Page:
Comparison of three related methods to select T cell-presented sequences of protein antigens

Victor Reyes, Elisabeth J. Fowlie, Shan Lu, Lisa Phillips, L. Thomas Chin, Robert E. Humphreys, Robert A. Lew

Research output: Contribution to journalArticle

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Abstract

A comparison of three methods to predict T cell-presented sequences within antigenic proteins led to the view that recurrent hydrophobic residues might nucleate excised peptides as α-helices against hydrophobic surfaces. Such helices could be protease-protected structures on their way to desetope binding. The compared methods were: the amphipathicity algorithm of DeLisi and Berzofsky [Proc. natn. Acad. Sci. U.S.A. 82, 7048-7052. (1985)] as modified by Margalit et al. [J. Immun. 138, 2213-2229. (1987)] the strip of-helix hydrophobicity algorithm (SOHHA) of Stille et al. [Molec. Immun. 24, 1021-1027. (1987)] and the motifs algorithm of Rothbard and Taylor [EMBO J. 7, 93-100. (1988)]. Correct prediction was denned at two levels of stringency: (1) the predicted sequence overlapped the experimentally reported sequence when the ratio of the intersection of both to the union of both ≥0.5 or (2) the sequences touched when there was a non-empty intersection of both sequences. We determined the sensitivity (correct predictions/number of reported T cell-presented sequences) and efficiency (correct predictions/number of predictions) at each level of stringency. In terms of overlap, the SOHHA was more sensitive (0.43) than the amphipathicity (0.29) (not significant) and motifs (0.0, 0.0) (p < 0.05) predictions and more efficient (0.35) than the amphipathicity (0.14) and motifs (0.0, 0.0) predictions. At the less stringent criterion touching, the amphipathicity method (0.71) was as sensitive as motif Rothbard-4 (0.79) and more sensitive than SOHHA (0.57) and motif Rothbard-5 (0.43). At that criterion, the SOHHA was more efficient (0.47) than the amphipathicity (0.36) and motifs (0.25, 0.40) methods. We hypothesize that the comparability of these approaches reflected the common, predominant influence of recurrent hydrophobicity in their predictions.

Original languageEnglish (US)
Pages (from-to)1021-1027
Number of pages7
JournalMolecular Immunology
Volume27
Issue number10
DOIs
StatePublished - 1990
Externally publishedYes

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Hydrophobic and Hydrophilic Interactions
T-Lymphocytes
Antigens
Proteins
Peptide Hydrolases
Peptides

ASJC Scopus subject areas

  • Molecular Biology
  • Immunology

Cite this

Reyes, V., Fowlie, E. J., Lu, S., Phillips, L., Chin, L. T., Humphreys, R. E., & Lew, R. A. (1990). Comparison of three related methods to select T cell-presented sequences of protein antigens. Molecular Immunology, 27(10), 1021-1027. https://doi.org/10.1016/0161-5890(90)90125-J

Comparison of three related methods to select T cell-presented sequences of protein antigens. / Reyes, Victor; Fowlie, Elisabeth J.; Lu, Shan; Phillips, Lisa; Chin, L. Thomas; Humphreys, Robert E.; Lew, Robert A.

In: Molecular Immunology, Vol. 27, No. 10, 1990, p. 1021-1027.

Research output: Contribution to journalArticle

Reyes, V, Fowlie, EJ, Lu, S, Phillips, L, Chin, LT, Humphreys, RE & Lew, RA 1990, 'Comparison of three related methods to select T cell-presented sequences of protein antigens', Molecular Immunology, vol. 27, no. 10, pp. 1021-1027. https://doi.org/10.1016/0161-5890(90)90125-J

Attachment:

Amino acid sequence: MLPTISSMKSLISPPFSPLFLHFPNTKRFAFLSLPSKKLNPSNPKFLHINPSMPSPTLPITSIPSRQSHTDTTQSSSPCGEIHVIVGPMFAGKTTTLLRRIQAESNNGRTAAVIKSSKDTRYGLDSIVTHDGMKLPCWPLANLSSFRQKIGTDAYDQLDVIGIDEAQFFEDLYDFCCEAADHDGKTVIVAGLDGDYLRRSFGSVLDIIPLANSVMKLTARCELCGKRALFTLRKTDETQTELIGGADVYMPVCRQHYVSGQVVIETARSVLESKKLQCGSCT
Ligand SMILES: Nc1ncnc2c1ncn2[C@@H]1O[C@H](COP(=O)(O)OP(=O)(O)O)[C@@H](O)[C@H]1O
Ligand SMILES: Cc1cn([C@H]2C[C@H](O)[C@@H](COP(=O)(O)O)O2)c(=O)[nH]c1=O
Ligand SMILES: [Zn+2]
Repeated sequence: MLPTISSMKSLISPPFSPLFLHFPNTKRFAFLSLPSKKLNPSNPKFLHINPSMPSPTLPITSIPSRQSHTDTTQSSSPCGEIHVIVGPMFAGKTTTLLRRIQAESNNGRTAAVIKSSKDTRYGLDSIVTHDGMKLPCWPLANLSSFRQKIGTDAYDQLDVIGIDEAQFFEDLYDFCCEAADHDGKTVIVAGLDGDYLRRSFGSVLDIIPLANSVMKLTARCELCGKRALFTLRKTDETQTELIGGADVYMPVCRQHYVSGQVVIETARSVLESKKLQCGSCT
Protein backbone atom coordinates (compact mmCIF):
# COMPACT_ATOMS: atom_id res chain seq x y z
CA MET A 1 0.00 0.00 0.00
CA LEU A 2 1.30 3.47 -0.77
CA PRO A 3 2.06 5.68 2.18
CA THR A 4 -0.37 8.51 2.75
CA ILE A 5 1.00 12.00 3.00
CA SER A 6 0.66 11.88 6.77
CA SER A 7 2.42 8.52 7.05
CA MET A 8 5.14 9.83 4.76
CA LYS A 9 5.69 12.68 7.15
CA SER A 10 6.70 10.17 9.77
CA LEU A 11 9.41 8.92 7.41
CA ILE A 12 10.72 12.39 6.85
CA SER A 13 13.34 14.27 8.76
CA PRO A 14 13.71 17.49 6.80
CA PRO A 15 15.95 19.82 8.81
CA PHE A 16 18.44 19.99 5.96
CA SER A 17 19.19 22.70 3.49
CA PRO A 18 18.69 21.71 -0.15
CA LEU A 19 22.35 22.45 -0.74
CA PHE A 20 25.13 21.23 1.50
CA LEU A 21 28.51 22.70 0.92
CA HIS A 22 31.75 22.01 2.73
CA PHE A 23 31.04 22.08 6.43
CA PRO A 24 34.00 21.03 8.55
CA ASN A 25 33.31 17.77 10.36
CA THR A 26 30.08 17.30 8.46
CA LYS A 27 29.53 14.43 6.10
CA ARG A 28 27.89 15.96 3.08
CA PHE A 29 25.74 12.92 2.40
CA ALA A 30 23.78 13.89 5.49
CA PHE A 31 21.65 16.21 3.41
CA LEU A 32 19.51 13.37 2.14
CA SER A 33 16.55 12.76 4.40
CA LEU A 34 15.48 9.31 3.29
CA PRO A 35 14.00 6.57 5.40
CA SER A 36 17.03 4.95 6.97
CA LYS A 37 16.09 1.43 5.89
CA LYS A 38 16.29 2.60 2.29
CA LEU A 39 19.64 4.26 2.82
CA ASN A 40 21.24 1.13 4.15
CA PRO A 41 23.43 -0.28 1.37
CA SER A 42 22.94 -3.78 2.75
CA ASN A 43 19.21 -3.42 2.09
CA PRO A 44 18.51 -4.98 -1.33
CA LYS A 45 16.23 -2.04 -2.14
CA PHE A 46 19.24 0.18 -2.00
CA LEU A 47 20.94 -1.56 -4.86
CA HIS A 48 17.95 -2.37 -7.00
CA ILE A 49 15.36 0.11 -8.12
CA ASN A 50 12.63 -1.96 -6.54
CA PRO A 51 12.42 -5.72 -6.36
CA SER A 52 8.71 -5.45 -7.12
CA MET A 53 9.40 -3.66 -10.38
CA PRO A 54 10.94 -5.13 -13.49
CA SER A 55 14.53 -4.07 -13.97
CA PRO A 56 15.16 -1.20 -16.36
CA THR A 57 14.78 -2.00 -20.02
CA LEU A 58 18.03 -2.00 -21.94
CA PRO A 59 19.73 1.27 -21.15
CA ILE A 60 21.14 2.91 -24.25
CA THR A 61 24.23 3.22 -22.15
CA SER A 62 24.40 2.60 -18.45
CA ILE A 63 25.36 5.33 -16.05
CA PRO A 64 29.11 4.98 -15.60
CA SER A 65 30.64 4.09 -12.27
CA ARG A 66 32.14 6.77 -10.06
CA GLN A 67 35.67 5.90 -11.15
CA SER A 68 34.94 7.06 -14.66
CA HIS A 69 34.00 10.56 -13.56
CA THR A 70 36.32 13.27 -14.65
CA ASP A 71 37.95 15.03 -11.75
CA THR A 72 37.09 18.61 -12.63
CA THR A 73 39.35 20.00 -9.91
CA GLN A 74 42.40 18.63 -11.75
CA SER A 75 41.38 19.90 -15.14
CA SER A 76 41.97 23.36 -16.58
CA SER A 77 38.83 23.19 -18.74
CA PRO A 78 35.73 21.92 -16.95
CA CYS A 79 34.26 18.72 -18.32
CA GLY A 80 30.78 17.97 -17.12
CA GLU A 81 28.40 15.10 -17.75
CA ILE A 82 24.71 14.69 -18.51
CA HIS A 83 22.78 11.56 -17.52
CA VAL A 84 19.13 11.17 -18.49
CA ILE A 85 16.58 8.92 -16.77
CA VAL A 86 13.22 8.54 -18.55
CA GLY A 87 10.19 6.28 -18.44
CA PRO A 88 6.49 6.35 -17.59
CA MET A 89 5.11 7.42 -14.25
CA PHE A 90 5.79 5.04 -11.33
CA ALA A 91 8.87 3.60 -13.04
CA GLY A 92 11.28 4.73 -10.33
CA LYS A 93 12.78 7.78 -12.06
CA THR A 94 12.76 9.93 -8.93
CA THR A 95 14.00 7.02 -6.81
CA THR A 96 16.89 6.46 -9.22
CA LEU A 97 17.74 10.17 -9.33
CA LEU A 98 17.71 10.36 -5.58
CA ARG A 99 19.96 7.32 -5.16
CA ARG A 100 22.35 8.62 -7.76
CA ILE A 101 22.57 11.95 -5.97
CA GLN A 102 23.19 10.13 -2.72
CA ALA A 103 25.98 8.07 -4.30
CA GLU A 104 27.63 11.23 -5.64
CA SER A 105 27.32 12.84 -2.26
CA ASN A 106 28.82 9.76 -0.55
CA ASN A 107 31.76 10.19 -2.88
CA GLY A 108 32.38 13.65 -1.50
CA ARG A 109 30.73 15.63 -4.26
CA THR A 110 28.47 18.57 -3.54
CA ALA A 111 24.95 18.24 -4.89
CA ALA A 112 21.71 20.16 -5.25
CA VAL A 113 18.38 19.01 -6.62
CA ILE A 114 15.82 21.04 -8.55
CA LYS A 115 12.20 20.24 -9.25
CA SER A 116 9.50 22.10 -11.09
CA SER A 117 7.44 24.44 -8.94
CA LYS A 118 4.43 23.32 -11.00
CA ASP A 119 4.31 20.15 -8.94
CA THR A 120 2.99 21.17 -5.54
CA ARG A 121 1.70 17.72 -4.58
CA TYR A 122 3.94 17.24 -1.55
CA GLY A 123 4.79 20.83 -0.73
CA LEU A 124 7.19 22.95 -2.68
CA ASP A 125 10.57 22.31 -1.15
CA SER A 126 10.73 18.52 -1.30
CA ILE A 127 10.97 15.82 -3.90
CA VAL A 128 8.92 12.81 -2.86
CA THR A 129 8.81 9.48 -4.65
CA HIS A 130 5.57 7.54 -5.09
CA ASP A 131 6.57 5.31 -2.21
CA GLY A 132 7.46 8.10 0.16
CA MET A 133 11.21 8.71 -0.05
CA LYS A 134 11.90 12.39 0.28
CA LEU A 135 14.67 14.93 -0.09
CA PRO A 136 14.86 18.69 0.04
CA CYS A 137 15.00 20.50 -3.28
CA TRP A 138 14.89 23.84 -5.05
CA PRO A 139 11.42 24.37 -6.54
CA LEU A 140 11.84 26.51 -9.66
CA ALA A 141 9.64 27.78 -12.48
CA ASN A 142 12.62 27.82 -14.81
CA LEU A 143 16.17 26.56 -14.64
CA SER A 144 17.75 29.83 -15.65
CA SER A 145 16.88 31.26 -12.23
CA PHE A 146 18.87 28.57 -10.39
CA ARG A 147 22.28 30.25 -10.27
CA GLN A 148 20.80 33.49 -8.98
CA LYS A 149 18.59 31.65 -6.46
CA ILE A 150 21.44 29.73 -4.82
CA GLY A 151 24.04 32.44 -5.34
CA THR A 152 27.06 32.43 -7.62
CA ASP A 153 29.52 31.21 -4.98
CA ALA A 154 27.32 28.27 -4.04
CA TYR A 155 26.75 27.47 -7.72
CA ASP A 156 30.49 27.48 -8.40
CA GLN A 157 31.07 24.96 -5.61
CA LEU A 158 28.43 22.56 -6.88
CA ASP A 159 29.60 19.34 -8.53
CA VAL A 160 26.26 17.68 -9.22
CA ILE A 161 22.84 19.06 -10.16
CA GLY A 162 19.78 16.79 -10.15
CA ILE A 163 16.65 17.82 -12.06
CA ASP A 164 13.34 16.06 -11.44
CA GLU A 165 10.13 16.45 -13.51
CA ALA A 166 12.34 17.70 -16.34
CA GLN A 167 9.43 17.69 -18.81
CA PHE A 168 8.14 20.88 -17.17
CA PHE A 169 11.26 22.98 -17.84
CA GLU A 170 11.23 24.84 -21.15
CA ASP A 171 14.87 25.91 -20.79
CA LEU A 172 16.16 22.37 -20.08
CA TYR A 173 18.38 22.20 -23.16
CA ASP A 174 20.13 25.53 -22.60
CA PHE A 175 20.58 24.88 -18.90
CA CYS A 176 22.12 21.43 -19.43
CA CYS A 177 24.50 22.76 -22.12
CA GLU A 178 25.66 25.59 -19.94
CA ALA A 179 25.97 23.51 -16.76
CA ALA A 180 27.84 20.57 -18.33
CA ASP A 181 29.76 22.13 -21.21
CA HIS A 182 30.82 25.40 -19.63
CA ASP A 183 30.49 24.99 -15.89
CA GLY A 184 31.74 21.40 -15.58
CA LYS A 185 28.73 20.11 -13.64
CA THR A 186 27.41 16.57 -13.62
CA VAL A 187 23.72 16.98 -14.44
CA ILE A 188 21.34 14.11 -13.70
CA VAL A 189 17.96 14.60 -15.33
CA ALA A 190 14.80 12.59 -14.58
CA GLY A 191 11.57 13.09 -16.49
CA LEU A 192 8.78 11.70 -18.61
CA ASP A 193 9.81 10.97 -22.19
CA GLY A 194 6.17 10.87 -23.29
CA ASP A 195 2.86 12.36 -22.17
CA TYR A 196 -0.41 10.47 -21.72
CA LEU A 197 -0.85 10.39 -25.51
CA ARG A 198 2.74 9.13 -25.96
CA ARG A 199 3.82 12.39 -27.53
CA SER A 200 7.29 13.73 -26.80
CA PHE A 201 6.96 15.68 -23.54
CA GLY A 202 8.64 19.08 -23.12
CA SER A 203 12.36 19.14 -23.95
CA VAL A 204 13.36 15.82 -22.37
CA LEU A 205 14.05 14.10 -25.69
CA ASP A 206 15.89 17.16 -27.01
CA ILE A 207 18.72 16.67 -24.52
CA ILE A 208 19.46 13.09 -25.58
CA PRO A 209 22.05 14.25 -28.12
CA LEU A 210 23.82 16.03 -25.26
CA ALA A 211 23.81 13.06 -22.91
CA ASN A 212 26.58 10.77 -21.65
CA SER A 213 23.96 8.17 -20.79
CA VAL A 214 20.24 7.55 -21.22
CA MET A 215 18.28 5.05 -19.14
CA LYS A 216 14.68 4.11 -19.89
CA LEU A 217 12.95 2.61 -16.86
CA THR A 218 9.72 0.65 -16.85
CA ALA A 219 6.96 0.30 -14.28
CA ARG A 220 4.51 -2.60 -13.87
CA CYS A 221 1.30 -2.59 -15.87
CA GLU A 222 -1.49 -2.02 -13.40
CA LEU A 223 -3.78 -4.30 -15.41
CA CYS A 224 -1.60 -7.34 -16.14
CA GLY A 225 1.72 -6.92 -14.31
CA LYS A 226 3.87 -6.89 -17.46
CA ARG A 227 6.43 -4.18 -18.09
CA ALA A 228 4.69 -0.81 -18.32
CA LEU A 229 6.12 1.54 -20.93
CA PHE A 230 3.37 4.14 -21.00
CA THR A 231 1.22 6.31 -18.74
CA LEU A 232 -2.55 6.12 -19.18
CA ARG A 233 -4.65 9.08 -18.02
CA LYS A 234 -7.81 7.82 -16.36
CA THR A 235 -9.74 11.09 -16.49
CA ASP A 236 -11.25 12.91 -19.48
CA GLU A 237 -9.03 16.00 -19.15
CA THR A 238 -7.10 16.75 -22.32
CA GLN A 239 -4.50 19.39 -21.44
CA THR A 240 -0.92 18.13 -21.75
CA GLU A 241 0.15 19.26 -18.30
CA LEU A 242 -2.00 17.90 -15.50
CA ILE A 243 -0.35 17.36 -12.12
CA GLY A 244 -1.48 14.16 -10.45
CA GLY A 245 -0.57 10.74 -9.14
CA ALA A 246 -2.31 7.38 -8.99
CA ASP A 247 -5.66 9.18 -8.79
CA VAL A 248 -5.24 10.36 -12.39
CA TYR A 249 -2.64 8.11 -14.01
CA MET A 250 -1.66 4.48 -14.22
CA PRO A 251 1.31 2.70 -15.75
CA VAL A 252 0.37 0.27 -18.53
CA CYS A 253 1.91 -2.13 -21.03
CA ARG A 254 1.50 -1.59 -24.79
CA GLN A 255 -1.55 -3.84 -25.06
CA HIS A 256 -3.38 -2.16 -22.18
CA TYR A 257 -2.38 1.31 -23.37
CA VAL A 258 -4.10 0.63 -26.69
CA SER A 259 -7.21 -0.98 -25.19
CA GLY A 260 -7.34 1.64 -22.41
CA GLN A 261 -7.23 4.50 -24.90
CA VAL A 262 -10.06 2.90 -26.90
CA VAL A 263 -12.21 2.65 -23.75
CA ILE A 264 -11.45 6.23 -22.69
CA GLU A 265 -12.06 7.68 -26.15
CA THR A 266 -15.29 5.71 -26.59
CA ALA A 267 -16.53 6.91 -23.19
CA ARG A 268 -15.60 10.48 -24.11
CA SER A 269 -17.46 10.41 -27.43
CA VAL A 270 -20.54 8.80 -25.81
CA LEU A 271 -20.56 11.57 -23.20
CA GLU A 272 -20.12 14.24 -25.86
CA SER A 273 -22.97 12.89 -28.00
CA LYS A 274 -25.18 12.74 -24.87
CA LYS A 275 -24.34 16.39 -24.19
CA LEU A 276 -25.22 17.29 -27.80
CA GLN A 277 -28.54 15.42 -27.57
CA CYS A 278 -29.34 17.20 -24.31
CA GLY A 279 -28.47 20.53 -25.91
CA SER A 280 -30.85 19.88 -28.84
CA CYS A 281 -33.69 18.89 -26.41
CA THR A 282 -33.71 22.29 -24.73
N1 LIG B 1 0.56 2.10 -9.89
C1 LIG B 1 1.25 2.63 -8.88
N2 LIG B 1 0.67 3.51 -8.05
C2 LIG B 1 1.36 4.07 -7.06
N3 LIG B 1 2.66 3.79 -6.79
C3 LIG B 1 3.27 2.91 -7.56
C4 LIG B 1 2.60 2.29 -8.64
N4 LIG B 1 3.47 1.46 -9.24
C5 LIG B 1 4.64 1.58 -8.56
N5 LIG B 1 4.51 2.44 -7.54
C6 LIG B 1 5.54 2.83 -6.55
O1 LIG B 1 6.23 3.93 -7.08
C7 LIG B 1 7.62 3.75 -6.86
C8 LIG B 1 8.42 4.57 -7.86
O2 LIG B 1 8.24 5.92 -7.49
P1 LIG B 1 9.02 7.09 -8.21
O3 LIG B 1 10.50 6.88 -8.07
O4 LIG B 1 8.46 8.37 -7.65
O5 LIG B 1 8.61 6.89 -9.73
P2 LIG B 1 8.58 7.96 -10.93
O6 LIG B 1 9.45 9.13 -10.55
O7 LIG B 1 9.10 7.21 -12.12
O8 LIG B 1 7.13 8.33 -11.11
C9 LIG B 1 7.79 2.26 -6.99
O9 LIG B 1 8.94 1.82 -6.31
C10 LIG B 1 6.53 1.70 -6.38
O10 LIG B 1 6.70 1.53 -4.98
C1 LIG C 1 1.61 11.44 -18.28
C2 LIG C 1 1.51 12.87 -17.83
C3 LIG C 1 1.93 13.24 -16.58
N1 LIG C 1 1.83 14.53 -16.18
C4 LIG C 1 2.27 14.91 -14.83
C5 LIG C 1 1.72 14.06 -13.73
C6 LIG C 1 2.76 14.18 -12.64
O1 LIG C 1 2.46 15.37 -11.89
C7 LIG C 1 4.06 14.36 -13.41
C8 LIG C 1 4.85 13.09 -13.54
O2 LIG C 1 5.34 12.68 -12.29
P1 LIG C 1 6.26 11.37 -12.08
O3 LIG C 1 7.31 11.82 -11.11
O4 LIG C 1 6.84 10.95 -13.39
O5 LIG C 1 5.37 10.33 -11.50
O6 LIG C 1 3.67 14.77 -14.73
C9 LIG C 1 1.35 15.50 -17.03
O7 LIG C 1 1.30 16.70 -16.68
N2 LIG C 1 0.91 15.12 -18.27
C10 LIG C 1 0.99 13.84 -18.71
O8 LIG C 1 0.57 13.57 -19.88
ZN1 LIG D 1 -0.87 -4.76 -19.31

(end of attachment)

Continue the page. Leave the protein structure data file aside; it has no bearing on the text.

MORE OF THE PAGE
Reyes, Victor ; Fowlie, Elisabeth J. ; Lu, Shan ; Phillips, Lisa ; Chin, L. Thomas ; Humphreys, Robert E. ; Lew, Robert A. / Comparison of three related methods to select T cell-presented sequences of protein antigens. In: Molecular Immunology. 1990 ; Vol. 27, No. 10. pp. 1021-1027.
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abstract = "A comparison of three methods to predict T cell-presented sequences within antigenic proteins led to the view that recurrent hydrophobic residues might nucleate excised peptides as α-helices against hydrophobic surfaces. Such helices could be protease-protected structures on their way to desetope binding. The compared methods were: the amphipathicity algorithm of DeLisi and Berzofsky [Proc. natn. Acad. Sci. U.S.A. 82, 7048-7052. (1985)] as modified by Margalit et al. [J. Immun. 138, 2213-2229. (1987)] the strip of-helix hydrophobicity algorithm (SOHHA) of Stille et al. [Molec. Immun. 24, 1021-1027. (1987)] and the motifs algorithm of Rothbard and Taylor [EMBO J. 7, 93-100. (1988)]. Correct prediction was denned at two levels of stringency: (1) the predicted sequence overlapped the experimentally reported sequence when the ratio of the intersection of both to the union of both ≥0.5 or (2) the sequences touched when there was a non-empty intersection of both sequences. We determined the sensitivity (correct predictions/number of reported T cell-presented sequences) and efficiency (correct predictions/number of predictions) at each level of stringency. In terms of overlap, the SOHHA was more sensitive (0.43) than the amphipathicity (0.29) (not significant) and motifs (0.0, 0.0) (p < 0.05) predictions and more efficient (0.35) than the amphipathicity (0.14) and motifs (0.0, 0.0) predictions. At the less stringent criterion touching, the amphipathicity method (0.71) was as sensitive as motif Rothbard-4 (0.79) and more sensitive than SOHHA (0.57) and motif Rothbard-5 (0.43). At that criterion, the SOHHA was more efficient (0.47) than the amphipathicity (0.36) and motifs (0.25, 0.40) methods. We hypothesize that the comparability of these approaches reflected the common, predominant influence of recurrent hydrophobicity in their predictions.",
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